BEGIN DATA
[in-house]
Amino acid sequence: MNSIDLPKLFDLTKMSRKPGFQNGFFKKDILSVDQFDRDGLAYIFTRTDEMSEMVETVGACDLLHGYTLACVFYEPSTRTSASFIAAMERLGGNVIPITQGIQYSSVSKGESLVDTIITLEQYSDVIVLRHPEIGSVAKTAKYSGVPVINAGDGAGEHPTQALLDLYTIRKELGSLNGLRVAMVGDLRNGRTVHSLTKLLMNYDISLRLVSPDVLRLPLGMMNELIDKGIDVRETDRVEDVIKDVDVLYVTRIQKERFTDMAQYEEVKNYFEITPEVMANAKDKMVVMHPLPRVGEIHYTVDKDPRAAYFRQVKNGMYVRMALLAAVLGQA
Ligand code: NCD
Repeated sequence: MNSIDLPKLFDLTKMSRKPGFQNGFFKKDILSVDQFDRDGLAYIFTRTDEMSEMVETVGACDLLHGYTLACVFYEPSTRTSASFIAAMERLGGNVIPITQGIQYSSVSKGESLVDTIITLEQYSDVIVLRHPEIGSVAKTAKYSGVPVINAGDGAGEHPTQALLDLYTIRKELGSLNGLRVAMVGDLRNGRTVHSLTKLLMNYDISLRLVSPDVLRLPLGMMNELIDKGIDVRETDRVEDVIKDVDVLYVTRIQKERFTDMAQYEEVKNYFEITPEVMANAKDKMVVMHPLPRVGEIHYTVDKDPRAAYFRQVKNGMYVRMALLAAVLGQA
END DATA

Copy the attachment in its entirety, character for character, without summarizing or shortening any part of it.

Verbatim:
[in-house]
Amino acid sequence: MNSIDLPKLFDLTKMSRKPGFQNGFFKKDILSVDQFDRDGLAYIFTRTDEMSEMVETVGACDLLHGYTLACVFYEPSTRTSASFIAAMERLGGNVIPITQGIQYSSVSKGESLVDTIITLEQYSDVIVLRHPEIGSVAKTAKYSGVPVINAGDGAGEHPTQALLDLYTIRKELGSLNGLRVAMVGDLRNGRTVHSLTKLLMNYDISLRLVSPDVLRLPLGMMNELIDKGIDVRETDRVEDVIKDVDVLYVTRIQKERFTDMAQYEEVKNYFEITPEVMANAKDKMVVMHPLPRVGEIHYTVDKDPRAAYFRQVKNGMYVRMALLAAVLGQA
Ligand code: NCD
Repeated sequence: MNSIDLPKLFDLTKMSRKPGFQNGFFKKDILSVDQFDRDGLAYIFTRTDEMSEMVETVGACDLLHGYTLACVFYEPSTRTSASFIAAMERLGGNVIPITQGIQYSSVSKGESLVDTIITLEQYSDVIVLRHPEIGSVAKTAKYSGVPVINAGDGAGEHPTQALLDLYTIRKELGSLNGLRVAMVGDLRNGRTVHSLTKLLMNYDISLRLVSPDVLRLPLGMMNELIDKGIDVRETDRVEDVIKDVDVLYVTRIQKERFTDMAQYEEVKNYFEITPEVMANAKDKMVVMHPLPRVGEIHYTVDKDPRAAYFRQVKNGMYVRMALLAAVLGQA